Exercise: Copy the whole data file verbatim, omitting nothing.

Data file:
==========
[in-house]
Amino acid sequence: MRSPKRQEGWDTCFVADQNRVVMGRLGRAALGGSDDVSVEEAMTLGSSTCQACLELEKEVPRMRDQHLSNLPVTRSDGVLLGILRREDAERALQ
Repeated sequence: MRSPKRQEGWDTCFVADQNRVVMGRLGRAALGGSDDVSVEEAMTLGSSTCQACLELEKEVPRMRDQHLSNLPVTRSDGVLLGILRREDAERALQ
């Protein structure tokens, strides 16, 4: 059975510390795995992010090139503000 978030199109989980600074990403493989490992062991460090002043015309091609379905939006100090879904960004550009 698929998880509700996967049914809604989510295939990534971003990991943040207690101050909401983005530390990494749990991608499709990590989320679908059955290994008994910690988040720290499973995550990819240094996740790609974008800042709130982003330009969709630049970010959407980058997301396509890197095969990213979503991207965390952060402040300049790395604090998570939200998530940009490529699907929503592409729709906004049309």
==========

[in-house]
Amino acid sequence: MRSPKRQEGWDTCFVADQNRVVMGRLGRAALGGSDDVSVEEAMTLGSSTCQACLELEKEVPRMRDQHLSNLPVTRSDGVLLGILRREDAERALQ
Repeated sequence: MRSPKRQEGWDTCFVADQNRVVMGRLGRAALGGSDDVSVEEAMTLGSSTCQACLELEKEVPRMRDQHLSNLPVTRSDGVLLGILRREDAERALQ
């Protein structure tokens, strides 16, 4: 059975510390795995992010090139503000 978030199109989980600074990403493989490992062991460090002043015309091609379905939006100090879904960004550009 698929998880509700996967049914809604989510295939990534971003990991943040207690101050909401983005530390990494749990991608499709990590989320679908059955290994008994910690988040720290499973995550990819240094996740790609974008800042709130982003330009969709630049970010959407980058997301396509890197095969990213979503991207965390952060402040300049790395604090998570939200998530940009490529699907929503592409729709906004049309």